well, to be fair, if you lived in the US like someone lived in 1916, you'd be retired by 35. Here's some money saving things:
1) no A/C
2) heat the rooms that you're in (heating a whole house all the time was considered wasteful even when I was a kid, though not by all)
3) go to the dr. when you're ill, generally not otherwise (this can lead to consequences that are undesirable, but it's what people did 100 years ago)
4) halve meat consumption (replace some meat with eggs and milk - cheaper)
5) buy inexpensive clothes and not that many. One set of shoes for daily wear, one nice set
6) hang clothes to dry - i'm sitting a room over from the dryer running and it's summer and not raining. That drives me bonkers. My spouse takes the kid to a private pool (OK, no private pool, either) And she says there's nowhere to dry the towels - she really just wants to dry them every time they go, so they're in the washer right now).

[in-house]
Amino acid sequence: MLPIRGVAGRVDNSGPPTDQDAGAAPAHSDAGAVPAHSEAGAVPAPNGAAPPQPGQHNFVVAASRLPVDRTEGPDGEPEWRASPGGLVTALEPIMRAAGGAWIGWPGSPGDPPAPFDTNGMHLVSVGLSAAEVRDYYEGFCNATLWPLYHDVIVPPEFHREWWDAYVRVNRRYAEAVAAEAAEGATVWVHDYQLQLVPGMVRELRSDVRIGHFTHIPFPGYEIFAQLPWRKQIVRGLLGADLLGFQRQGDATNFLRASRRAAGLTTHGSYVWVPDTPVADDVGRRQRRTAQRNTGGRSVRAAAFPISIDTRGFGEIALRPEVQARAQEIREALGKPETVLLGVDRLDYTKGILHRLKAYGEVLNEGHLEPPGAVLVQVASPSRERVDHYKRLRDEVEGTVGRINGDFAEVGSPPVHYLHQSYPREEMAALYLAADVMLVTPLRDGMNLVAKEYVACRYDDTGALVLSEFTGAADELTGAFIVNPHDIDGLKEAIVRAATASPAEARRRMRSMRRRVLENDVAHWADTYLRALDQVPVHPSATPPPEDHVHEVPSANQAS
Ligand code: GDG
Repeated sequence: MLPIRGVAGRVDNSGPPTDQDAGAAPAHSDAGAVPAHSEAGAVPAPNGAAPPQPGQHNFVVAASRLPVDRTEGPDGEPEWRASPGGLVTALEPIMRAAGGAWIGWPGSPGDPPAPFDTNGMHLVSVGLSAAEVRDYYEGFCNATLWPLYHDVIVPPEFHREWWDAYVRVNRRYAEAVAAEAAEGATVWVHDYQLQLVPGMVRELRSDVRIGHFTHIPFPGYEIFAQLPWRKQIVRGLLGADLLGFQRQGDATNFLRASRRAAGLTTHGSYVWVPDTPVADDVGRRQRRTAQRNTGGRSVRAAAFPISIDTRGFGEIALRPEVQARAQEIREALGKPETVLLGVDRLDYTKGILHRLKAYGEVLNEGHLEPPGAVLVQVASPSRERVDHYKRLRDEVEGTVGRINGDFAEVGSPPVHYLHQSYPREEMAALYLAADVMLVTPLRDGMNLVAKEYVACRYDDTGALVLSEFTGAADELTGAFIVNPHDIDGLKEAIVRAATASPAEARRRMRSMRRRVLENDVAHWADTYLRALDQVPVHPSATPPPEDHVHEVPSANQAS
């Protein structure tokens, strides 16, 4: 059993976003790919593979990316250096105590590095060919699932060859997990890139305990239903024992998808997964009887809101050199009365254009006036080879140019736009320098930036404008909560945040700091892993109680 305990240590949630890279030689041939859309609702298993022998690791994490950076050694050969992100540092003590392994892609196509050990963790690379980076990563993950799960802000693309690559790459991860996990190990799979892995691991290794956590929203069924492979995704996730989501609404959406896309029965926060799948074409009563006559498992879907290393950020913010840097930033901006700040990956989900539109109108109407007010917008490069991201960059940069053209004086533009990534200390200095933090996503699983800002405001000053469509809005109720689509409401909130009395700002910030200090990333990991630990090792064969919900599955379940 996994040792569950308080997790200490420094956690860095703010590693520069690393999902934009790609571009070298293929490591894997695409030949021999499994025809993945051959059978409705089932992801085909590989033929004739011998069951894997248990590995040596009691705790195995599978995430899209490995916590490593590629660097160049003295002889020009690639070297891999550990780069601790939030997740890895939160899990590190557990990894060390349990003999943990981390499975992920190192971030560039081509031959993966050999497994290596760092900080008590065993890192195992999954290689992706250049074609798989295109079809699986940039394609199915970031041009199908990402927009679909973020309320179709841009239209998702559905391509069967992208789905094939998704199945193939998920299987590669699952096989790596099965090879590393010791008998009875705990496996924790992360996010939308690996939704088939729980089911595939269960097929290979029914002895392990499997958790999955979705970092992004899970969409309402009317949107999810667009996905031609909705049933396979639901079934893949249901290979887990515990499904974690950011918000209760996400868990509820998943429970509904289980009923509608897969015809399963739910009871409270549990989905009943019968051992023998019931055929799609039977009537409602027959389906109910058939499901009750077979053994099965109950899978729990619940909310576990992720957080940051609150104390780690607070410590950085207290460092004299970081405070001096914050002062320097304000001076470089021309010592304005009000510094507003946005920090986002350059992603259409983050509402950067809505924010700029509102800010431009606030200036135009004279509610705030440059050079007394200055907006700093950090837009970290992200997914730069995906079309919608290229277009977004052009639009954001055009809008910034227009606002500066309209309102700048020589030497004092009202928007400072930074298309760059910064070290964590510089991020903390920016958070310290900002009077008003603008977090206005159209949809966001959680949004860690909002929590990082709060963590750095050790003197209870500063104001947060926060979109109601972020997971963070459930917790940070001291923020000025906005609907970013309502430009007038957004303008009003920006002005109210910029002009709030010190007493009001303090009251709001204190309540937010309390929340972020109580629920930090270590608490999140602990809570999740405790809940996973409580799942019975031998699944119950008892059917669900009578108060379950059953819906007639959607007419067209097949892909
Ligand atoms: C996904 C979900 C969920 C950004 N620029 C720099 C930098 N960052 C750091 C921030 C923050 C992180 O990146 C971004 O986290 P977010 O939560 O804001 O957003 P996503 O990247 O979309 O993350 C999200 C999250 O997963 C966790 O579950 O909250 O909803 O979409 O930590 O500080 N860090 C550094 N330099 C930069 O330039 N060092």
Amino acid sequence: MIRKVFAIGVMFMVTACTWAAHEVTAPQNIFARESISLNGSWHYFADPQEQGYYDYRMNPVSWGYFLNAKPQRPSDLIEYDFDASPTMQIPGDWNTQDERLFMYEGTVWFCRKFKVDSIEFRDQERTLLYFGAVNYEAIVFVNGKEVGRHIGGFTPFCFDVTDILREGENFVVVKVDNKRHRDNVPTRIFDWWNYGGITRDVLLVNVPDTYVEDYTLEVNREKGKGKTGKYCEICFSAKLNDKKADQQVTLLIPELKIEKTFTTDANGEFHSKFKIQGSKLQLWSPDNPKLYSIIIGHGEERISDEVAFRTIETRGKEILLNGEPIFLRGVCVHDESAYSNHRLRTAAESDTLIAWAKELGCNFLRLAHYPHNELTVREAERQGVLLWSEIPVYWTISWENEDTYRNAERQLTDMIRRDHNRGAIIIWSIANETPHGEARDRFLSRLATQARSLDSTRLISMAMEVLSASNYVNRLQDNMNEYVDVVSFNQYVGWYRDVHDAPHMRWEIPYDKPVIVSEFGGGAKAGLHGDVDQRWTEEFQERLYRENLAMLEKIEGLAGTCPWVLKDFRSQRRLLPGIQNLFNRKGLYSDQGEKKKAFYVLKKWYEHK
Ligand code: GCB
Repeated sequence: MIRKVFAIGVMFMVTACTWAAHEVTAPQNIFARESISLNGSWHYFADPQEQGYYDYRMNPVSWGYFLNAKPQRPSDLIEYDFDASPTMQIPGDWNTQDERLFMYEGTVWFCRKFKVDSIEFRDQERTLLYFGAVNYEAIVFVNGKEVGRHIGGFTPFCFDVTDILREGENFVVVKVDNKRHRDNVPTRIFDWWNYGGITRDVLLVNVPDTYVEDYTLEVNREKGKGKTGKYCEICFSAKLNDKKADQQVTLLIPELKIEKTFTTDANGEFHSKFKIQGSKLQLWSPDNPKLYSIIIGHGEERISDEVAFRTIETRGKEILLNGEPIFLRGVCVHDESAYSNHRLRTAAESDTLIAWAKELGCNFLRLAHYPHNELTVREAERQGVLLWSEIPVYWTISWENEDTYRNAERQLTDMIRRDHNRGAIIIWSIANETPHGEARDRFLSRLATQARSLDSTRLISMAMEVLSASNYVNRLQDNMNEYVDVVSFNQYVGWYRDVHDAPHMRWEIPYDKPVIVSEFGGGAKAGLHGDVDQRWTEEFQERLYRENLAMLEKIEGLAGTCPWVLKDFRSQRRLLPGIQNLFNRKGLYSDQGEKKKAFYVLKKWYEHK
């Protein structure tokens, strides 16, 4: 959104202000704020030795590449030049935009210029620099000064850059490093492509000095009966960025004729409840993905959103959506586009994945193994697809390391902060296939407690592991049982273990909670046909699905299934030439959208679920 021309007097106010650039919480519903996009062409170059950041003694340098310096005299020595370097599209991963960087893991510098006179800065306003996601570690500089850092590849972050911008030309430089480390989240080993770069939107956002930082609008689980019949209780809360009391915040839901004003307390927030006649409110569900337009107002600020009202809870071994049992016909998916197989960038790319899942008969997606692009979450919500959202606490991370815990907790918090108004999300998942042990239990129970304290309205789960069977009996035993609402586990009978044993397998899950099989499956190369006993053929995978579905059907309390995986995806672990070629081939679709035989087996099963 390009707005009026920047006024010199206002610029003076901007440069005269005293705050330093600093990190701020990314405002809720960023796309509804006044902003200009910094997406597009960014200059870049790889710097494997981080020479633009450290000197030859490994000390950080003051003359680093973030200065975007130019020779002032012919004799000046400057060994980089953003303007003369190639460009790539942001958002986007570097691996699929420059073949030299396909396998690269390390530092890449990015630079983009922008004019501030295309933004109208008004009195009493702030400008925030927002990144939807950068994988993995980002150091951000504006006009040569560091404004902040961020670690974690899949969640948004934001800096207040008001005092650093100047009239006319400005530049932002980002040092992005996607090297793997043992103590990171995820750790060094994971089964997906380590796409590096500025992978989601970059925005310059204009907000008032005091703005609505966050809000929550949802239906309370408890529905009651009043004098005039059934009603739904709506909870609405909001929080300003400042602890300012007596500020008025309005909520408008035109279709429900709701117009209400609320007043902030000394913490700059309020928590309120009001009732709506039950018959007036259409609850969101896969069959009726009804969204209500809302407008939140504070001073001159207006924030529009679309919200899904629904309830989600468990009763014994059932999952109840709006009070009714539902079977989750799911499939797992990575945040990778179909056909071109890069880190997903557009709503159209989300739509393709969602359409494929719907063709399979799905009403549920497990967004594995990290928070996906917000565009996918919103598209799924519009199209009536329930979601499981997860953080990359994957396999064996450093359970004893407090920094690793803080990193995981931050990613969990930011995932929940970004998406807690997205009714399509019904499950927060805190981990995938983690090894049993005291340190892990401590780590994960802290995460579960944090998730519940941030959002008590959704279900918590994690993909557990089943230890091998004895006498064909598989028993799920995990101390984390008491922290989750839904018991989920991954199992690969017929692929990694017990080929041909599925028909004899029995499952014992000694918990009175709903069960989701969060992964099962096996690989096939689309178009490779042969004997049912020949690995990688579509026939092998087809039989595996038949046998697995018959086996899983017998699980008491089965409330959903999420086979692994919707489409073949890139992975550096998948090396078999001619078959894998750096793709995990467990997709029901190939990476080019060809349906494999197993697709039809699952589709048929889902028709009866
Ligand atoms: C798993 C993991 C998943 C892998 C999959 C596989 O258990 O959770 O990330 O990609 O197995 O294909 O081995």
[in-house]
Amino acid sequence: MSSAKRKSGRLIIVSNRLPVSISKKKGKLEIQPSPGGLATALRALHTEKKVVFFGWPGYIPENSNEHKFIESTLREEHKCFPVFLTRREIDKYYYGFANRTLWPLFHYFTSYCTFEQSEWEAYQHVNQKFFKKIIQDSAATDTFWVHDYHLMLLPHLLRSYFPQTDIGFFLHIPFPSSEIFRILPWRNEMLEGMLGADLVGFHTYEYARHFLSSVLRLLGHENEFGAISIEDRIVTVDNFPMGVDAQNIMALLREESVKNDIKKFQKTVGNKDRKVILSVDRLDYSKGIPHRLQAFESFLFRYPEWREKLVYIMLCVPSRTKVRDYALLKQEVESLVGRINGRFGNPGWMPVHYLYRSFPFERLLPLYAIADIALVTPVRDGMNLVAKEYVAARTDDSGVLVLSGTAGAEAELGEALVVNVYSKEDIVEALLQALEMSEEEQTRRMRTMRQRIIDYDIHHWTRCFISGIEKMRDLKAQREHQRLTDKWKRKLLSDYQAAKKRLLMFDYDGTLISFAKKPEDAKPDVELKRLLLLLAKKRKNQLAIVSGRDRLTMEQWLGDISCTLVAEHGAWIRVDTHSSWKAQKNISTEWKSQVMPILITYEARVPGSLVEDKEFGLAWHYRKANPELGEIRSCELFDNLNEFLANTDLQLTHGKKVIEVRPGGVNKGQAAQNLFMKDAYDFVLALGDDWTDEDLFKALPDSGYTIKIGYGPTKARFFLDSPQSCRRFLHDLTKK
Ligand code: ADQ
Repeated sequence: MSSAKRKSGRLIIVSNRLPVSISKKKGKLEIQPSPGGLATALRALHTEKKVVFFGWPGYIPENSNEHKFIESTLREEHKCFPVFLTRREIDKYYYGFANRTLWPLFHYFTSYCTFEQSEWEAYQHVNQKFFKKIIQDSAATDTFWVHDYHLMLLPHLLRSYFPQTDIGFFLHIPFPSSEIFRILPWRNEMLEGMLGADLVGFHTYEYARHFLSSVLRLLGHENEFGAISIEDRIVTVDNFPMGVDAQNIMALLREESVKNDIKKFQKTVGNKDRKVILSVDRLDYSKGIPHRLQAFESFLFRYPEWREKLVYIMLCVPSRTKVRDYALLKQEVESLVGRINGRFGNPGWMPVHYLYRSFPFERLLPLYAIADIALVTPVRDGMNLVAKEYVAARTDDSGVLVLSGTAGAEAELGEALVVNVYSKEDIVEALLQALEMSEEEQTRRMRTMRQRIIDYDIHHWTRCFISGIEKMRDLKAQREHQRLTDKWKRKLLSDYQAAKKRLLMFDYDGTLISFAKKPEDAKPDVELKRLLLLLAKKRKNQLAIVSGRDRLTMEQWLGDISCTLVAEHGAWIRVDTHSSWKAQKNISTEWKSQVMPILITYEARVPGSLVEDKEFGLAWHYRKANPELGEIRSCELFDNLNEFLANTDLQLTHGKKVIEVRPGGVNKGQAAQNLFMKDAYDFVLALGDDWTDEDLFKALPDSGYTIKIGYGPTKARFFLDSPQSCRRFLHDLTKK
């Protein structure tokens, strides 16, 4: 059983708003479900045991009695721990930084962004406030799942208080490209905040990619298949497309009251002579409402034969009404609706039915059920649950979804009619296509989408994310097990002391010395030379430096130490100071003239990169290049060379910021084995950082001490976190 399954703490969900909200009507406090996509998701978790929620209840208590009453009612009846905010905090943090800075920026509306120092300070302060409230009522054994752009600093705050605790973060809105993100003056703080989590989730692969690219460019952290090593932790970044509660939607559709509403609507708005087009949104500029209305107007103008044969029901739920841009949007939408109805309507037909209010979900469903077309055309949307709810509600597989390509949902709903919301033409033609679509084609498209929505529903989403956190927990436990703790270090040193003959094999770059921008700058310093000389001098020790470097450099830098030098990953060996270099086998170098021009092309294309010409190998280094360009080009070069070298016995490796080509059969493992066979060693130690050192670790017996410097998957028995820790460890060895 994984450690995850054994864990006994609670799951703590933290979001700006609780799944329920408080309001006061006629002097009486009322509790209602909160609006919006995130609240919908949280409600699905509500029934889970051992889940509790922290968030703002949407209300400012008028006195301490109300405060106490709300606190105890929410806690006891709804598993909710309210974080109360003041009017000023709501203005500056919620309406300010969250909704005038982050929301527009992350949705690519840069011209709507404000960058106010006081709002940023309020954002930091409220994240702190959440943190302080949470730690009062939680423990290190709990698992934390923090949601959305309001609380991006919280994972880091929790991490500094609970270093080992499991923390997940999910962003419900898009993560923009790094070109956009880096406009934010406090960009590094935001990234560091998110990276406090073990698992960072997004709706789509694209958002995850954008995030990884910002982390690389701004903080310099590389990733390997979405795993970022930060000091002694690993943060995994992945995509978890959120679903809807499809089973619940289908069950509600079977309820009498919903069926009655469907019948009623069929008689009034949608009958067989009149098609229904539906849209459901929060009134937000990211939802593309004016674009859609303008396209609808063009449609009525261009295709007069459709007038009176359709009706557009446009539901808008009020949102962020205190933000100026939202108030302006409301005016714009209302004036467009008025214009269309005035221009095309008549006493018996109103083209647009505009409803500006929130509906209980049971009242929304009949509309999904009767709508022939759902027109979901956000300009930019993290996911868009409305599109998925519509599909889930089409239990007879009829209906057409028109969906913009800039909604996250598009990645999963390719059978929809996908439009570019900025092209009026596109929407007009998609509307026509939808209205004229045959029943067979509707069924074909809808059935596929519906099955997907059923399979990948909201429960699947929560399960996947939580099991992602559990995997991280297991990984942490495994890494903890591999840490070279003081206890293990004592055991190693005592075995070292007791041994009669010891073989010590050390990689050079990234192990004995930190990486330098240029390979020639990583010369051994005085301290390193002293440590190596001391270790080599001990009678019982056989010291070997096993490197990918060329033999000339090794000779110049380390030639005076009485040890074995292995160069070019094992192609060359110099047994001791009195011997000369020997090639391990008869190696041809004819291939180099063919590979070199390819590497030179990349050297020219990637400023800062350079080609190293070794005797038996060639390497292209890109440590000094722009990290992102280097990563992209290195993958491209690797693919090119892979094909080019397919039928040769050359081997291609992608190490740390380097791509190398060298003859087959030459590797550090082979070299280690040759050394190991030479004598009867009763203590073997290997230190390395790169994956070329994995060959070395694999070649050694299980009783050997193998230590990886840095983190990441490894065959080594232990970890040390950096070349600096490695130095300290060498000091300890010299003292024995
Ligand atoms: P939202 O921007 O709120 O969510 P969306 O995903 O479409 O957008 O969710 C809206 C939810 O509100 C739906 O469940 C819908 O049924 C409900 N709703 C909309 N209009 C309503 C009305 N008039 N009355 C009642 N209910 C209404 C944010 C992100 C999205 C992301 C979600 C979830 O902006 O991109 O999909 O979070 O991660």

7) no private clubs, period - "go to town" once a week, and generally weekly meal out is the cheapest take out you can find or only ice cream after eating at home
8) square footage - in the US, about half of what it is now
9) entertainment - go to the library - it's free (of course, you can get on the internet now - we'll keep that). Want more entertainment? practice a musical instrument
10) kids still need more entertainment? teach them how to run a small business (actually, that's easier now than it's ever been - they don't have enormous value on their time and can outcompete lots of folks)